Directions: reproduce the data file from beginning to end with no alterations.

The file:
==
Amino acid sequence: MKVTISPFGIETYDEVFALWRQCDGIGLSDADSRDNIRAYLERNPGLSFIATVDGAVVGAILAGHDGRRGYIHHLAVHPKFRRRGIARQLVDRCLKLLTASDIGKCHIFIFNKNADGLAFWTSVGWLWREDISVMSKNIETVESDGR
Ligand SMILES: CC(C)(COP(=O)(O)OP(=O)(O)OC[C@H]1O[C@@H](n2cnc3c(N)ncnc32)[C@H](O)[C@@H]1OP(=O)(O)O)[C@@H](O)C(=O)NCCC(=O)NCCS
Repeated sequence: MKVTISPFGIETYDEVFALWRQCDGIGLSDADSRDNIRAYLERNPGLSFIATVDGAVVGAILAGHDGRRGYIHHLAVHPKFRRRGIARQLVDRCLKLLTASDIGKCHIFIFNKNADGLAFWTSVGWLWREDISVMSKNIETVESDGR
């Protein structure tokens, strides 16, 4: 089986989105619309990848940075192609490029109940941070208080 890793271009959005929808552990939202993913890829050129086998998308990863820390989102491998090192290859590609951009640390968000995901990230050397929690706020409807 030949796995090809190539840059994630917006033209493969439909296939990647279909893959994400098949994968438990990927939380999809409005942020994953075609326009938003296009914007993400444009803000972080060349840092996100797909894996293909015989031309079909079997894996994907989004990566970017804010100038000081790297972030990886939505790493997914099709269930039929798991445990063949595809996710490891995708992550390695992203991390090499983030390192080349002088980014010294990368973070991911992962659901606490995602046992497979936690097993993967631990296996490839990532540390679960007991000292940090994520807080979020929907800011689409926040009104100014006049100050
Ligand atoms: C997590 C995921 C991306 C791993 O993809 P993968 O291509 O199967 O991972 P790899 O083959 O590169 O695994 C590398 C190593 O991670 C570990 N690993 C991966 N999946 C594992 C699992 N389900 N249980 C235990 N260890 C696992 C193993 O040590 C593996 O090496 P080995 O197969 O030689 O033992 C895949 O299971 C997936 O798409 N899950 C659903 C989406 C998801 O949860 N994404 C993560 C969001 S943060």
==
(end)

Amino acid sequence: MKVTISPFGIETYDEVFALWRQCDGIGLSDADSRDNIRAYLERNPGLSFIATVDGAVVGAILAGHDGRRGYIHHLAVHPKFRRRGIARQLVDRCLKLLTASDIGKCHIFIFNKNADGLAFWTSVGWLWREDISVMSKNIETVESDGR
Ligand SMILES: CC(C)(COP(=O)(O)OP(=O)(O)OC[C@H]1O[C@@H](n2cnc3c(N)ncnc32)[C@H](O)[C@@H]1OP(=O)(O)O)[C@@H](O)C(=O)NCCC(=O)NCCS
Repeated sequence: MKVTISPFGIETYDEVFALWRQCDGIGLSDADSRDNIRAYLERNPGLSFIATVDGAVVGAILAGHDGRRGYIHHLAVHPKFRRRGIARQLVDRCLKLLTASDIGKCHIFIFNKNADGLAFWTSVGWLWREDISVMSKNIETVESDGR
């Protein structure tokens, strides 16, 4: 089986989105619309990848940075192609490029109940941070208080 890793271009959005929808552990939202993913890829050129086998998308990863820390989102491998090192290859590609951009640390968000995901990230050397929690706020409807 030949796995090809190539840059994630917006033209493969439909296939990647279909893959994400098949994968438990990927939380999809409005942020994953075609326009938003296009914007993400444009803000972080060349840092996100797909894996293909015989031309079909079997894996994907989004990566970017804010100038000081790297972030990886939505790493997914099709269930039929798991445990063949595809996710490891995708992550390695992203991390090499983030390192080349002088980014010294990368973070991911992962659901606490995602046992497979936690097993993967631990296996490839990532540390679960007991000292940090994520807080979020929907800011689409926040009104100014006049100050
Ligand atoms: C997590 C995921 C991306 C791993 O993809 P993968 O291509 O199967 O991972 P790899 O083959 O590169 O695994 C590398 C190593 O991670 C570990 N690993 C991966 N999946 C594992 C699992 N389900 N249980 C235990 N260890 C696992 C193993 O040590 C593996 O090496 P080995 O197969 O030689 O033992 C895949 O299971 C997936 O798409 N899950 C659903 C989406 C998801 O949860 N994404 C993560 C969001 S943060």